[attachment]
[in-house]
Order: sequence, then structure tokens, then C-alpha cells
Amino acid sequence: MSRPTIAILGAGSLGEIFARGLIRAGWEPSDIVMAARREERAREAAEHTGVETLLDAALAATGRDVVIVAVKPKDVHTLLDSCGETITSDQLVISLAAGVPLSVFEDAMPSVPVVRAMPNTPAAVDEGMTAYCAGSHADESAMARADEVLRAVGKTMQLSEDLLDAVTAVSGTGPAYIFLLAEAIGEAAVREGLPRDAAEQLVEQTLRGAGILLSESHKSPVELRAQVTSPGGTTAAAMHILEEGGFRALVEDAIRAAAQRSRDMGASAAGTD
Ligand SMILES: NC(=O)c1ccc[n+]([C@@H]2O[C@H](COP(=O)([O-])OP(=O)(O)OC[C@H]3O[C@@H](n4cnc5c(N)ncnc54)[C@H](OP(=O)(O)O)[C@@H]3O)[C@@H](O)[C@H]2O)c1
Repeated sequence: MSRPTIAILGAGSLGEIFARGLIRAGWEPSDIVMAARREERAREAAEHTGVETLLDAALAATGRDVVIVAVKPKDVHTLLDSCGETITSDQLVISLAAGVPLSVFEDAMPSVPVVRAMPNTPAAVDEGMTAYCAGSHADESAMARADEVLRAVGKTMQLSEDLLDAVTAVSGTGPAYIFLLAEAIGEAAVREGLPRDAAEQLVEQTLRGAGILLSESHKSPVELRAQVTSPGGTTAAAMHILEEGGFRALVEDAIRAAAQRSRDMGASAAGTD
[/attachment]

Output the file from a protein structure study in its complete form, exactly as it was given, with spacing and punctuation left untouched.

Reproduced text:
[in-house]
Order: sequence, then structure tokens, then C-alpha cells
Amino acid sequence: MSRPTIAILGAGSLGEIFARGLIRAGWEPSDIVMAARREERAREAAEHTGVETLLDAALAATGRDVVIVAVKPKDVHTLLDSCGETITSDQLVISLAAGVPLSVFEDAMPSVPVVRAMPNTPAAVDEGMTAYCAGSHADESAMARADEVLRAVGKTMQLSEDLLDAVTAVSGTGPAYIFLLAEAIGEAAVREGLPRDAAEQLVEQTLRGAGILLSESHKSPVELRAQVTSPGGTTAAAMHILEEGGFRALVEDAIRAAAQRSRDMGASAAGTD
Ligand SMILES: NC(=O)c1ccc[n+]([C@@H]2O[C@H](COP(=O)([O-])OP(=O)(O)OC[C@H]3O[C@@H](n4cnc5c(N)ncnc54)[C@H](OP(=O)(O)O)[C@@H]3O)[C@@H](O)[C@H]2O)c1
Repeated sequence: MSRPTIAILGAGSLGEIFARGLIRAGWEPSDIVMAARREERAREAAEHTGVETLLDAALAATGRDVVIVAVKPKDVHTLLDSCGETITSDQLVISLAAGVPLSVFEDAMPSVPVVRAMPNTPAAVDEGMTAYCAGSHADESAMARADEVLRAVGKTMQLSEDLLDAVTAVSGTGPAYIFLLAEAIGEAAVREGLPRDAAEQLVEQTLRGAGILLSESHKSPVELRAQVTSPGGTTAAAMHILEEGGFRALVEDAIRAAAQRSRDMGASAAGTD